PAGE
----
Who am I?

Are you someone you don’t want to be? Me too.

After 24 hours of Annie huffing and puffing out of breath, even though the only finish line she crossed was a nighttime feed, we decided to text her cardiologist.  He was concerned because her oxygen saturations were dangerously low, her heart rate was dangerously high, and her back burned every hand that touched it. He suggested a trip to the pediatrician whose findings would likely lead to the cardiology clinic at children’s hospital.

I dropped Audrey at school, like any other Tuesday. Annie fell asleep in her car seat on the way home, like any other Tuesday. I got a coffee at Chick-fil-A, like any other Tuesday. Then I prepped the house for never coming back, like every other Tuesday…wait no! I quick spread the beds, filled the floor baskets with the scattered toys, and set all the library books out in one obvious stack. I moved tonight’s thawing dinner meat from the countertop back into the freezer drawer. I shoved a portable toothbrush, a phone charger, a tower of diapers, and several bags of breast milk into the diaper bag.

In the middle of toting the trash bags down the stairs, I realized the robotic actions that had taken over. I was in heart mom survival mode: Stay calm, prepare all you can, ask questions, don’t panic until you have to.

And I realized that I have memorized the task list titled “You Might Never Come Home Again.” I shuddered. It’s been 7 months since we’ve been in a hospital with Annie, but I still know what to do. I’m so very different now than that first frantic, frazzled time I scanned each room with a blank stare wondering what to cram into a small overnight bag that turned into an overmonth suitcase.

We spent 3 hours in the pediatrician’s office this morning. She was afraid to let us go home. I personally was afraid to stay after I had to bargain with the nurses to give my purple-faced screamer a break from nose suctions that were clearly sending her into a “modeled cyanosis.” Um yes, she cannot both breathe and scream when we just noted that she can barely breathe while simply sitting. Tears dripped down my cheeks, and I had to look away from the victim I pinned down out of love and in hope for health.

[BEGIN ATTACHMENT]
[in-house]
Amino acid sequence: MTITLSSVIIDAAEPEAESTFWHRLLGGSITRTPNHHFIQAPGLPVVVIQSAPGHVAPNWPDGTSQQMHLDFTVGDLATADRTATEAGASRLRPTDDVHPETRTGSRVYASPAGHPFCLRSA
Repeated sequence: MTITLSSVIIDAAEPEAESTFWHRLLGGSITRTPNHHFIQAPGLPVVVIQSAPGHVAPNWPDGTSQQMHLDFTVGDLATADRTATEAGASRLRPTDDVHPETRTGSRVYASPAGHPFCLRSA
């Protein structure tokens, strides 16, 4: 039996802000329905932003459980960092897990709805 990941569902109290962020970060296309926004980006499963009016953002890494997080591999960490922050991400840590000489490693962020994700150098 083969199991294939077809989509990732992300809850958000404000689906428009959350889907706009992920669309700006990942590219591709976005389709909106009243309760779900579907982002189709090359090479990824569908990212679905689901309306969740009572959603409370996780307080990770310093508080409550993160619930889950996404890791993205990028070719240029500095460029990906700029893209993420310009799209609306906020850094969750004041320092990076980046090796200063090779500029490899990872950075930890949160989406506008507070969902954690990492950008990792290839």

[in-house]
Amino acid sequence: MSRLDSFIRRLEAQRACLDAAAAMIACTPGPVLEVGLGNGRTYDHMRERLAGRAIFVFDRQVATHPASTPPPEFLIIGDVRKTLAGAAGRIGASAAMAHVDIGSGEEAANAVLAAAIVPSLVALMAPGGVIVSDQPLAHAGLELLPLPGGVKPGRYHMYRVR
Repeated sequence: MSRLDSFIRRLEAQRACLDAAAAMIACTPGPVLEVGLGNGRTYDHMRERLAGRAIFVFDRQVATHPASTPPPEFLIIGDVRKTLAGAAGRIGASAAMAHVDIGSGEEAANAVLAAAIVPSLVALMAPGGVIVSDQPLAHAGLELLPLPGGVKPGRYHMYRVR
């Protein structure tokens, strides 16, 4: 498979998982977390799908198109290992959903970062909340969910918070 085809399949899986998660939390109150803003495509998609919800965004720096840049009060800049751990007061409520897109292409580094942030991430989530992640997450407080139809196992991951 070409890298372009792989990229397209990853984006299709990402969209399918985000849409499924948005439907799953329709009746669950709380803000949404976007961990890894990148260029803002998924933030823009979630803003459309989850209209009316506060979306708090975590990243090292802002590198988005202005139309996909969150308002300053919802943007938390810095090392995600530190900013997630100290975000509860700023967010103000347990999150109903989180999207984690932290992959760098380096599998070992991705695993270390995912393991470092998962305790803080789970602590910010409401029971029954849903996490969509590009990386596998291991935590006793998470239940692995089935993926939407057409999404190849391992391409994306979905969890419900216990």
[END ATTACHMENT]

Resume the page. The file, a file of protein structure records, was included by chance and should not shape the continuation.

That straight jacket swaddle was preceded by a clear cylinder prison that locked Annie’s arms in place high over her head and snapped securely shut around her rib cage: chest x-rays were easier in Philly! And the straight jacket swaddle was followed by me wrestling her flat and still again to receive an antibiotic shot to hopefully jumpstart some healing.

But we got to come home. Our cardiologist agreed with our pediatrician that there was nothing more to do, except watch Annie closely, call if ANYTHING changes, and go back for a checkup tomorrow morning. When maybe she’ll wake up without eyes snotted shut and breathing at a normal rate. We will see.

I don’t want to be the person who slips into mindless survival mode. I don’t want to be the person who knows about sats and heart rate and respiratory rate and cap refill.  I don’t want to be the mom holding my child down for both of our dear lives. But I am.

And so I’m choosing to find joy in each day. Like when Annie feverishly gulped her bottle this morning then let out a loud belch and repeated with exact intonation. “I burped!” then her snotty eyes cracked into a smile. Like how Annie pressed into me tightly and sang herself to sleep while we waited for the Tylenol to kick in and the shot to work and the doctors to talk. Like how while I worried about Annie’s coming appointment SEVEN friends offered dinner and company and prayers.

I’m learning there are countless small joys in every moment. Even small joys are to be rejoiced in.

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